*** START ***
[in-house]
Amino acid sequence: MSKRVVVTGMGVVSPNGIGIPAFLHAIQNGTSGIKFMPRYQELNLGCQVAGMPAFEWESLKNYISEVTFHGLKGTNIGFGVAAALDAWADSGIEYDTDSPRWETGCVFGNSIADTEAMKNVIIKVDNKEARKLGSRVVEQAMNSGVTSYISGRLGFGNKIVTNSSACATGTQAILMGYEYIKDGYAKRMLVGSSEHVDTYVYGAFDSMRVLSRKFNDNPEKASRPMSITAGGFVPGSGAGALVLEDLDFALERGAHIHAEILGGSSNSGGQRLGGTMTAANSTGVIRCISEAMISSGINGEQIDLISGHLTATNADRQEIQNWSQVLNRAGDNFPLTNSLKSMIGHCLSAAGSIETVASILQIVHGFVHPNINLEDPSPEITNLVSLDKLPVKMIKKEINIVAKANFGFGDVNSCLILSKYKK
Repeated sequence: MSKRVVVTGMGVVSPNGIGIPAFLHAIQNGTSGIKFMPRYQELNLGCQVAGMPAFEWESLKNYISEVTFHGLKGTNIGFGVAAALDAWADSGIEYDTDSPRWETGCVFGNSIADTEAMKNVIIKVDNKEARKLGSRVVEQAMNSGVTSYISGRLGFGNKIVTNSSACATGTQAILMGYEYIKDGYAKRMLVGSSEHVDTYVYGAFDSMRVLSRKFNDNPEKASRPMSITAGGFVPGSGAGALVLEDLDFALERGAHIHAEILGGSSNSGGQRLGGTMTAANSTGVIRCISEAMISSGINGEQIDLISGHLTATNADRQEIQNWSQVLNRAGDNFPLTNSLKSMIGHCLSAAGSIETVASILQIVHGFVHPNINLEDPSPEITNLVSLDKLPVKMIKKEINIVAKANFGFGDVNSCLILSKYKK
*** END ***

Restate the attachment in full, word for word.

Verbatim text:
[in-house]
Amino acid sequence: MSKRVVVTGMGVVSPNGIGIPAFLHAIQNGTSGIKFMPRYQELNLGCQVAGMPAFEWESLKNYISEVTFHGLKGTNIGFGVAAALDAWADSGIEYDTDSPRWETGCVFGNSIADTEAMKNVIIKVDNKEARKLGSRVVEQAMNSGVTSYISGRLGFGNKIVTNSSACATGTQAILMGYEYIKDGYAKRMLVGSSEHVDTYVYGAFDSMRVLSRKFNDNPEKASRPMSITAGGFVPGSGAGALVLEDLDFALERGAHIHAEILGGSSNSGGQRLGGTMTAANSTGVIRCISEAMISSGINGEQIDLISGHLTATNADRQEIQNWSQVLNRAGDNFPLTNSLKSMIGHCLSAAGSIETVASILQIVHGFVHPNINLEDPSPEITNLVSLDKLPVKMIKKEINIVAKANFGFGDVNSCLILSKYKK
Repeated sequence: MSKRVVVTGMGVVSPNGIGIPAFLHAIQNGTSGIKFMPRYQELNLGCQVAGMPAFEWESLKNYISEVTFHGLKGTNIGFGVAAALDAWADSGIEYDTDSPRWETGCVFGNSIADTEAMKNVIIKVDNKEARKLGSRVVEQAMNSGVTSYISGRLGFGNKIVTNSSACATGTQAILMGYEYIKDGYAKRMLVGSSEHVDTYVYGAFDSMRVLSRKFNDNPEKASRPMSITAGGFVPGSGAGALVLEDLDFALERGAHIHAEILGGSSNSGGQRLGGTMTAANSTGVIRCISEAMISSGINGEQIDLISGHLTATNADRQEIQNWSQVLNRAGDNFPLTNSLKSMIGHCLSAAGSIETVASILQIVHGFVHPNINLEDPSPEITNLVSLDKLPVKMIKKEINIVAKANFGFGDVNSCLILSKYKK